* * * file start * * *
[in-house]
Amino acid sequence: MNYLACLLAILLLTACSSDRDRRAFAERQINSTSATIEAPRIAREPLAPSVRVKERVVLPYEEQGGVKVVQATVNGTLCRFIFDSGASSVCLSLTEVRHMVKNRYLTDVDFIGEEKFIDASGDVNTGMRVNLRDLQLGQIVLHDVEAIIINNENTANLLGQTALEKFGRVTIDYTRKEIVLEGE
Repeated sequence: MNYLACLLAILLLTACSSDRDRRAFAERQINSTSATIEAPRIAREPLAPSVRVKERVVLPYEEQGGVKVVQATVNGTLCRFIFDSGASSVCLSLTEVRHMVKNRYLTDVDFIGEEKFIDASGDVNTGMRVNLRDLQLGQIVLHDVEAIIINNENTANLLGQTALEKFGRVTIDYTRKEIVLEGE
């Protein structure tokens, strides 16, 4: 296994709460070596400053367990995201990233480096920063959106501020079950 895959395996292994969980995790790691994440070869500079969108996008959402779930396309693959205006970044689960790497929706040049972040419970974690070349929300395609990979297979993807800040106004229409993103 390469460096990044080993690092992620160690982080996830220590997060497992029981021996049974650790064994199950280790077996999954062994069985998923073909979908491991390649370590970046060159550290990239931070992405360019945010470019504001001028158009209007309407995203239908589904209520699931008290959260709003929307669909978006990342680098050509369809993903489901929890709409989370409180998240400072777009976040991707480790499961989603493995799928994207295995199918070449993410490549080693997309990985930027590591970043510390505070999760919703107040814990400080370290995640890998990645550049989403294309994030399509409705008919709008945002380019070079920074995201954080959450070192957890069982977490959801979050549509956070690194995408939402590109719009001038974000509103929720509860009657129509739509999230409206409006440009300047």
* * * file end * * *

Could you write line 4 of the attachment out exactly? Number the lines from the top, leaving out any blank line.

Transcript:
């Protein structure tokens, strides 16, 4: 296994709460070596400053367990995201990233480096920063959106501020079950 895959395996292994969980995790790691994440070869500079969108996008959402779930396309693959205006970044689960790497929706040049972040419970974690070349929300395609990979297979993807800040106004229409993103 390469460096990044080993690092992620160690982080996830220590997060497992029981021996049974650790064994199950280790077996999954062994069985998923073909979908491991390649370590970046060159550290990239931070992405360019945010470019504001001028158009209007309407995203239908589904209520699931008290959260709003929307669909978006990342680098050509369809993903489901929890709409989370409180998240400072777009976040991707480790499961989603493995799928994207295995199918070449993410490549080693997309990985930027590591970043510390505070999760919703107040814990400080370290995640890998990645550049989403294309994030399509409705008919709008945002380019070079920074995201954080959450070192957890069982977490959801979050549509956070690194995408939402590109719009001038974000509103929720509860009657129509739509999230409206409006440009300047």